The Telegraph
Since 1st March, 1999
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Rich kids eat, drink and wear videshi

Mumbai, July 9: If the majority of Indians think State Bank of India, it could be damaging for cool. But thanks to its ardent young keepers in the country, it is alive and kicking.

A survey by Synovate, a global market research agency, shows that upmarket young Indians are as unlike the average Indian consumer ' as defined by a CNBC survey ' as possible.

The CNBC survey that covered respondents across the country found that the Indian consumer is conservative and sticks to trusted Indian brands for everything from soaps to cars, but most all in matters of investment.

But the Synovate study, covering 7,298 young Asians in the age group 8-24 ' if a 30-year-old male is the real customer, the eight-year-old is not far behind, especially in India ' suggests that for kids in Defence Colony or Peddar Road, Indian brands could be another country.

This study interviewed 958 children and young members of very affluent homes in Delhi, Mumbai and Bangalore in the SEC A and SEC A+ categories. The interviews were conducted in two modes: face-to-face interviews for the 8-11 age group and online surveys for 12-24-year-olds.

The revelations are stark. The survey was open-ended and in all of the 10 categories where the respondents were asked to rank their favourite brands, it could be the nameless chaatwala or the street-corner sandwichwala or Haldiram Bhujiawala. But foreign brands saturated their brain.

In the fast food category, it was McDonald’s (20 per cent), followed by Pizza Hut (11 per cent) and then came KFC (2 per cent). In aerated drinks, it was Pepsi (30 per cent), Coca-Cola (26 per cent) and Thums Up (8 per cent). In the snacks category, Lay’s got the vote of 30 per cent.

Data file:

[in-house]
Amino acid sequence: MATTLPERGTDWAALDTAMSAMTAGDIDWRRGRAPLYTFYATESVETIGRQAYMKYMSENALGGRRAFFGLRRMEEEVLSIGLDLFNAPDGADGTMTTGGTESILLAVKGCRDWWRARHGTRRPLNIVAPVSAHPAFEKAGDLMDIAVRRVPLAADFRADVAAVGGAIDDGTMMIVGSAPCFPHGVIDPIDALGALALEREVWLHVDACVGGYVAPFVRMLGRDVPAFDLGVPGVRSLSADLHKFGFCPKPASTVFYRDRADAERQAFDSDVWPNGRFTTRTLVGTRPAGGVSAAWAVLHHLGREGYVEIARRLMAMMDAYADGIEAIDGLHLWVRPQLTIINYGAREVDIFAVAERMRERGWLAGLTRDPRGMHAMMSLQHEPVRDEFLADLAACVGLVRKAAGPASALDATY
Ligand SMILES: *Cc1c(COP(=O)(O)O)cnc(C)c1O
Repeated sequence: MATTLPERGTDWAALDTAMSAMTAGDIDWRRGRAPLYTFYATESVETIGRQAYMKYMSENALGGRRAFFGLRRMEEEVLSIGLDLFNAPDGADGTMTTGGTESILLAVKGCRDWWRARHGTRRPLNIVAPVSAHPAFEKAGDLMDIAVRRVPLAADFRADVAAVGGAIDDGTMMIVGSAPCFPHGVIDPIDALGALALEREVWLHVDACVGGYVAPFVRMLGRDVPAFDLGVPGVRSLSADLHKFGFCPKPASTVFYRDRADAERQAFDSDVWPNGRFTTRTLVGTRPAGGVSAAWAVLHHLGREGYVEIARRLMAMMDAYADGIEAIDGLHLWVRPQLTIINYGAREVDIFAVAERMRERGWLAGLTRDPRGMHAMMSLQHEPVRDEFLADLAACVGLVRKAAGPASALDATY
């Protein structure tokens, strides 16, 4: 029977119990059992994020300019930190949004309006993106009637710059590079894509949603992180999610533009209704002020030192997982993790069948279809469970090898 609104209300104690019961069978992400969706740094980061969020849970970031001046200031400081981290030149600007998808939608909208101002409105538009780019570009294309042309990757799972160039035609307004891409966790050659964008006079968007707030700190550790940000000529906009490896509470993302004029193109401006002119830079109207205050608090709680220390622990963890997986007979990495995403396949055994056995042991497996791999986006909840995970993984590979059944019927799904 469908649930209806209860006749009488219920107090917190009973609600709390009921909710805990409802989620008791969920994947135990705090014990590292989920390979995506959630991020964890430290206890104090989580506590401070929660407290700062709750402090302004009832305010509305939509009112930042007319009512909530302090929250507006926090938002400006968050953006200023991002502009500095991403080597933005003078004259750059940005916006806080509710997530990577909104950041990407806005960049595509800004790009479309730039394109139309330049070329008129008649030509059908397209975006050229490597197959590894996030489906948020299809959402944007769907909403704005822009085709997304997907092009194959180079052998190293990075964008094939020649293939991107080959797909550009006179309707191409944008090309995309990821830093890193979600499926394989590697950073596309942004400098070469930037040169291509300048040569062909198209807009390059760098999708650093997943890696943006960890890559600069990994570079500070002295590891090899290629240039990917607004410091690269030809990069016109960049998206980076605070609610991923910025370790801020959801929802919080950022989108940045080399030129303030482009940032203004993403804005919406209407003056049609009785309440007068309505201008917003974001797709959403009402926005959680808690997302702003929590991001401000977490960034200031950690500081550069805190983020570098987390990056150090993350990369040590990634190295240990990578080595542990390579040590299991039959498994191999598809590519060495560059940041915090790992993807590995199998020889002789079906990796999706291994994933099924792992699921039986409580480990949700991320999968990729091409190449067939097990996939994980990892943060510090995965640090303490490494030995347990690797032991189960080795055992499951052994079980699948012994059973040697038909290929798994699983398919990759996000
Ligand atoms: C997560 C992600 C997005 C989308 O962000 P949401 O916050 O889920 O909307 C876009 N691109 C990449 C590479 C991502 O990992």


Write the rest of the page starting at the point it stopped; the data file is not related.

Some of the foreign brands were predictable in their strength. Nokia mobile handsets were the choice of 71 per cent, Sony MP3 or portable music devices were favoured by 38 per cent and Sony digital cameras were chosen by 34 per cent.

The sports shoes category was revealing. Nike was the preference of 30 per cent, Reebok 19 per cent and Adidas 18 per cent. Then, who will buy Action shoes'

Sportswear was the same. Nike had the support of 28 per cent, Adidas 17 per cent and Reebok 8 per cent.

There were insights into their characters as well, or physiology.

Rich Indian kids eat more. India’s spending on snacks and confectionery ($23.13) and aerated drinks ($23.29) far exceeded the Asian average of $11.53 and $10.61, respectively.

A further invitation to global giants ' Indian youths wield the most power over family expenditure with more than half having a major say in all categories of products purchased.

IT was the top choice among professions in India (13 per cent), more than engineering (10 per cent), which is the preferred choice of the rest of India.

About 42 per cent of the 12-24-year-olds named television as the most helpful medium for product and service information. Internet came next (35 per cent) and newspaper later (17 per cent).

Indians displayed the highest incidence of watching movies (78 per cent), compared to other Asian markets. But they were laggards in online love ' just 2 per cent date on the Net.

The survey said that young Indians are relatively stress-free, too. It said though 19 per cent of other young Asians worried about their ability to get a good job when they grew up, only 7 per cent of Indians (the lowest percentage across countries) had worries about finding employment.

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